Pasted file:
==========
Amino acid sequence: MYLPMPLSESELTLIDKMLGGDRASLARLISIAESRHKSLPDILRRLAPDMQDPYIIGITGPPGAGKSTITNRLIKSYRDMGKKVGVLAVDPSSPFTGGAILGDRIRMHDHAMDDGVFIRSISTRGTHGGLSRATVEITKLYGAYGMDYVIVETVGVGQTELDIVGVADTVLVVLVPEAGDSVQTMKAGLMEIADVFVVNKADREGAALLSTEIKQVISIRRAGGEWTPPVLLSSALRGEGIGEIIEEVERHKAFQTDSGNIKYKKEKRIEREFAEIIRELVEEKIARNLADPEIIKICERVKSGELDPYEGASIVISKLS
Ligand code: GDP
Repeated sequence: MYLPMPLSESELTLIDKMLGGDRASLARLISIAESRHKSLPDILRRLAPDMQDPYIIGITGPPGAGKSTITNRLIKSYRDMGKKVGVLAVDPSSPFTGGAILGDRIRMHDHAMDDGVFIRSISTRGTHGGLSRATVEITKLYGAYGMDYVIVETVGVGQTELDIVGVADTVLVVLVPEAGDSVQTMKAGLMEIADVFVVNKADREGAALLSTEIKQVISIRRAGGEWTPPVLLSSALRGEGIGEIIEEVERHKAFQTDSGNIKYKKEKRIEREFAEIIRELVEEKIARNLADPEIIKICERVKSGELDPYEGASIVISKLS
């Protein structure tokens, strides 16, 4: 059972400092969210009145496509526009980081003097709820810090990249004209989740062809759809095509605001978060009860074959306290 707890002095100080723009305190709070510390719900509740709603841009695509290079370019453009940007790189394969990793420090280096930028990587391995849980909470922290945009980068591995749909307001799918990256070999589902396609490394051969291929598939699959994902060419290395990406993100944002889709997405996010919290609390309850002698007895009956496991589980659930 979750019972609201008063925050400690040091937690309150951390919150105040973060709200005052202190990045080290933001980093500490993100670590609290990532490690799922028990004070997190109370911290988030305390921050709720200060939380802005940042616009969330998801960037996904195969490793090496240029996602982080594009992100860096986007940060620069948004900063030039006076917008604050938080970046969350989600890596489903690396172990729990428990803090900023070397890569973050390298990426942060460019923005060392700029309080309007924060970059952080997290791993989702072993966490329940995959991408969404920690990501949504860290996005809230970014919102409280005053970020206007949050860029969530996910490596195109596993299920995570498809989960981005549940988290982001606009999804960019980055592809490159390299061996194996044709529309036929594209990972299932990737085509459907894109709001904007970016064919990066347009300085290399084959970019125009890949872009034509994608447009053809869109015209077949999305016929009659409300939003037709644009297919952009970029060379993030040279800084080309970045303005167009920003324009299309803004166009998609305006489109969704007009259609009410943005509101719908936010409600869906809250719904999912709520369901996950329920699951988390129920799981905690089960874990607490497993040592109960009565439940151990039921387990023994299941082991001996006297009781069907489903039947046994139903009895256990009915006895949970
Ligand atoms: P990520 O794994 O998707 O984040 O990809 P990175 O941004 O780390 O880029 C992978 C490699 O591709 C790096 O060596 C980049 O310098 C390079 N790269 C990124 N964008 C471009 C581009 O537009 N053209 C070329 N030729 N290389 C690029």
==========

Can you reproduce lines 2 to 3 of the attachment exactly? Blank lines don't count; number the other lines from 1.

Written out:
Ligand code: GDP
Repeated sequence: MYLPMPLSESELTLIDKMLGGDRASLARLISIAESRHKSLPDILRRLAPDMQDPYIIGITGPPGAGKSTITNRLIKSYRDMGKKVGVLAVDPSSPFTGGAILGDRIRMHDHAMDDGVFIRSISTRGTHGGLSRATVEITKLYGAYGMDYVIVETVGVGQTELDIVGVADTVLVVLVPEAGDSVQTMKAGLMEIADVFVVNKADREGAALLSTEIKQVISIRRAGGEWTPPVLLSSALRGEGIGEIIEEVERHKAFQTDSGNIKYKKEKRIEREFAEIIRELVEEKIARNLADPEIIKICERVKSGELDPYEGASIVISKLS